The 'Brexit' Referendum Is Already Damaging Britain

The City of London
The City of London. U.K. businesses are already worried about Brexit according to the CBI. Jack Torcello

Undoubtedly the most pressing issue for the U.K. economy is the impact that uncertainty ahead of the EU referendum is having on activity. Concerns over the referendum have risen, most evident in a spike in uncertainty over public policy (measured mostly through media citations), to levels last seen at the height of the Eurozone crisis.

We're already seeing some signs that uncertainty is affecting economic activity. The Purchasing Managers' Indices—an indicator of the economic health of the manufacturing sector—weakened in April, and at least some of this fall has been attributed to referendum uncertainty. While it's difficult to disentangle this from other factors weighing on growth, the referendum is clearly an issue on CEOs' radar: jitters are apparent when I talk to businesses up and down the country.

And we are seeing a more tangible impact elsewhere. Some surveys of businesses' investment intentions, including the Bank of England agents' scores, have deteriorated significantly. And again, when I talk to our members at the Confederation of British Industry (CBI), many of them note that they're holding off on spending projects until things are a bit more certain. We've taken this into account in our latest assessment of economic conditions, and it's driving a small part of our downgrade to GDP growth forecasts in 2016, from 2.3 percent to 2.0 percent.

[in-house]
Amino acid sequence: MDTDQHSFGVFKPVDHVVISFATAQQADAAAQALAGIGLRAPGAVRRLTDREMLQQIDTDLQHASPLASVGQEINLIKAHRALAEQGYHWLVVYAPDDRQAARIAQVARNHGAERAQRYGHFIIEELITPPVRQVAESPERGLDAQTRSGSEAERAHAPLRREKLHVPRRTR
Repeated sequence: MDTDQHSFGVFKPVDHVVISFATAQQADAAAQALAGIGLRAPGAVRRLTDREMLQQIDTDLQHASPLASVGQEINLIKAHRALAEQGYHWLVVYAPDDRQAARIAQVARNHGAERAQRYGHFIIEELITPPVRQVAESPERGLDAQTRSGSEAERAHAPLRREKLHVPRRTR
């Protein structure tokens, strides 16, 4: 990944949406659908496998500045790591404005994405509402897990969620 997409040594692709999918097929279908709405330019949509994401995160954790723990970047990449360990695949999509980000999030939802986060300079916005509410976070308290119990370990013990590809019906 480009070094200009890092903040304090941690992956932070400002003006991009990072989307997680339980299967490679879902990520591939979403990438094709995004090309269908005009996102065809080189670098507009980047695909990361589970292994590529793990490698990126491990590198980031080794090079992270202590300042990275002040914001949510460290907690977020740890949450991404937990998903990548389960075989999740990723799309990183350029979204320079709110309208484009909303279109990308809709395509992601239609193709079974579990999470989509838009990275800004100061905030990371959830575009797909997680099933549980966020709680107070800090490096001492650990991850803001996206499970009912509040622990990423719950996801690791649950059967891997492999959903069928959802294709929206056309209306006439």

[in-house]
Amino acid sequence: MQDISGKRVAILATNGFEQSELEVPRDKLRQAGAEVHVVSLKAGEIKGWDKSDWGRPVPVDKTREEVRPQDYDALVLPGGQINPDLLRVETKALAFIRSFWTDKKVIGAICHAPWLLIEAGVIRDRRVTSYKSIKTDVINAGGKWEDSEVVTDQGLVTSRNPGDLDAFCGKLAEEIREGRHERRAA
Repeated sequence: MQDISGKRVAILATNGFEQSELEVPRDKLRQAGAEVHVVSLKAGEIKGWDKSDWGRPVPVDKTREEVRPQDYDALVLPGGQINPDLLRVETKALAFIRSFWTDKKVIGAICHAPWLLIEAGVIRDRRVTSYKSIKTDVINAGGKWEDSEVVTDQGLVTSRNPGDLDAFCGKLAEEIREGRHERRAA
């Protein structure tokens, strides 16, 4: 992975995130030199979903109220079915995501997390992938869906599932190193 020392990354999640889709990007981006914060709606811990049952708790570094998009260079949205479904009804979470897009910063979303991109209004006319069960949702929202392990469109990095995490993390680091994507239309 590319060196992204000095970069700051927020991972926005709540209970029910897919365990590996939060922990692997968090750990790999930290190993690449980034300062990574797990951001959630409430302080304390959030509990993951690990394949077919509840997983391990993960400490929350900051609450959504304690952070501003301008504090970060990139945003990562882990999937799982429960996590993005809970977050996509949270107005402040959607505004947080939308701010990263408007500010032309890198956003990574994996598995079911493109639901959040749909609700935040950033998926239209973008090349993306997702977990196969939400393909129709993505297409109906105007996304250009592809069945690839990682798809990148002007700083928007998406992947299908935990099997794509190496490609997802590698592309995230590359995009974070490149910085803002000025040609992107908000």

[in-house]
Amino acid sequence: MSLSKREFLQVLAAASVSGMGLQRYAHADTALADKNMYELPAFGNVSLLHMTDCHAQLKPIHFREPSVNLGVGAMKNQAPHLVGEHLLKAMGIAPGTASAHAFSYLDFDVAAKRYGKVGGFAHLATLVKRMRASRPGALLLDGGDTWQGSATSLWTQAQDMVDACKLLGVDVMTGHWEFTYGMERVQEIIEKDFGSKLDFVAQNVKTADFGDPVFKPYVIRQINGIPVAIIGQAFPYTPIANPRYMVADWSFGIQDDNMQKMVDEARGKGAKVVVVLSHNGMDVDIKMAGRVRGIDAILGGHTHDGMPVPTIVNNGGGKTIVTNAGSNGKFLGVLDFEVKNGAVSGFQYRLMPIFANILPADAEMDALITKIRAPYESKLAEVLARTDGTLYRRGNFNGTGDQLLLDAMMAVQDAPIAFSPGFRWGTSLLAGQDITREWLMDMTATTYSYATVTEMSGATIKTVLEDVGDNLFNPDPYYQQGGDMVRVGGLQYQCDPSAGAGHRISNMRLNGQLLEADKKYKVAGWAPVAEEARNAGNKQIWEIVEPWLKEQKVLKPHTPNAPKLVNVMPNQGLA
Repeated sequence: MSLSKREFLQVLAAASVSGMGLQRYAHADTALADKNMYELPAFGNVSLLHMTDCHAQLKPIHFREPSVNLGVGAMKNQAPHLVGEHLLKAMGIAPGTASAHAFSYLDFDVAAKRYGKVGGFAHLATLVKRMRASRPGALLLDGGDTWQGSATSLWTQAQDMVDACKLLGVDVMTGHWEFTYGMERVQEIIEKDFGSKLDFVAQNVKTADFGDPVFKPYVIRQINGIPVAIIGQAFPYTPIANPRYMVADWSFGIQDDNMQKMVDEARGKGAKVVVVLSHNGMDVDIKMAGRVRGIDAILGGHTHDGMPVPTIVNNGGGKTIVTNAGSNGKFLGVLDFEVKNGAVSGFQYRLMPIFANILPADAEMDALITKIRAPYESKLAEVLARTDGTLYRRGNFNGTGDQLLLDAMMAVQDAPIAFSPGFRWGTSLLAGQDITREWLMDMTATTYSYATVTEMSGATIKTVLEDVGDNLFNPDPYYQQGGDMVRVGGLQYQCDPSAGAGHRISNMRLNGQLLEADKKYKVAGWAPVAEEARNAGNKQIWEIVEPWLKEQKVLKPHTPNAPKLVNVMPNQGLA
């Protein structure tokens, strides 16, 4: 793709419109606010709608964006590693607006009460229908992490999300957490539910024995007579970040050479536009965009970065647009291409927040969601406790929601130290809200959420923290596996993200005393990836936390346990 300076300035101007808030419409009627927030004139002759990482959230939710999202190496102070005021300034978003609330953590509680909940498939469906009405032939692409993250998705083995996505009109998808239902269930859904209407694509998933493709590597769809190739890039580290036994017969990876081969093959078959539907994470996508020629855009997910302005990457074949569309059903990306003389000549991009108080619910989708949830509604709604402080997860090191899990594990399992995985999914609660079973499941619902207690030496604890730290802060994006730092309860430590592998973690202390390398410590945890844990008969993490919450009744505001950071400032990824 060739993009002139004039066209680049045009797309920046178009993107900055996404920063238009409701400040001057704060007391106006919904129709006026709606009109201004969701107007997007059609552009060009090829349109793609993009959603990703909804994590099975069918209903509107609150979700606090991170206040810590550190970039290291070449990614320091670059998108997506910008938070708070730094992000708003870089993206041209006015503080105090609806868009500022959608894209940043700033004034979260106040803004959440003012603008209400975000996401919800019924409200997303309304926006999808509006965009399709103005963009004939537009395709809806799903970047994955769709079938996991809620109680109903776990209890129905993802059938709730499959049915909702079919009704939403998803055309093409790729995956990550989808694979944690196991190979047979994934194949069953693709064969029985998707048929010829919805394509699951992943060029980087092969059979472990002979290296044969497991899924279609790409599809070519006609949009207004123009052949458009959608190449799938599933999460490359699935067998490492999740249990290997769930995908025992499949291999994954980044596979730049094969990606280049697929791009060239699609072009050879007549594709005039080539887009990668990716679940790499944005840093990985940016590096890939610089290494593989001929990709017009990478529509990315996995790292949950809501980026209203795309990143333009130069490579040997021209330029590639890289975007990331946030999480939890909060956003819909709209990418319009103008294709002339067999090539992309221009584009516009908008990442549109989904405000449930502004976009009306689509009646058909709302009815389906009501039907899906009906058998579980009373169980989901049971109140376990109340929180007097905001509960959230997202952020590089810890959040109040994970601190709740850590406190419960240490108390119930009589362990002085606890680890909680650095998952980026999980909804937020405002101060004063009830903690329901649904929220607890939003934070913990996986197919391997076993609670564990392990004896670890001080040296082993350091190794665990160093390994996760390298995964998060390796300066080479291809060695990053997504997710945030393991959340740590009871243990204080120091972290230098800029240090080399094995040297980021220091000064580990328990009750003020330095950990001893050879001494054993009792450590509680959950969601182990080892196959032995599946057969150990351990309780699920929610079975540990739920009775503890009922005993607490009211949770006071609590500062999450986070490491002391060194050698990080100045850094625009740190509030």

It's clear that businesses are putting other decisions on hold too. The Bank of England's Monetary Policy Committee (MPC) have noted several signs of this: for example, some IPOs and private equity deals have been postponed and corporate credit demand has softened.

It's not just activity and forward planning being hit either. Uncertainty around the outcome of the referendum has had a clear impact on the exchange rate. The pound has fallen by around 9 percent since its peak in November 2015 (on a trade-weighted basis), reversing just under half of its rise since March 2013. In its inflation report released last week, the Bank of England estimated that around half of the 9 percent fall reflects uncertainty ahead of June's referendum. With the referendum still over a month away, we could very well see a further fall in sterling ahead.

The economic implications of this are, as yet, unclear. We might see a small boost to export competitiveness and inflation from a lower exchange rate, but it depends on the degree of offset from other factors: for example, tepid global momentum could offset an export boost, and low commodity prices will in any case keep a lid on inflation.

So it's clear that referendum uncertainty is having some impact on the economy so far, which is unsurprising. And there is the very real risk that we could see even more of an effect as we get closer to the referendum: pipelines of orders and activity could clog up; investment intentions may weaken further; the pound could fall further; and financial market volatility could spike up (markets, outside of currency movements, have been relatively calm so far).

Having already been a driver behind a downgrade to our growth forecasts, uncertainty ahead of the referendum is therefore the number one risk to the UK's economic outlook.

Anna Leach is head of economic analysis at the CBI.

The 'Brexit' Referendum Is Already Damaging Britain | World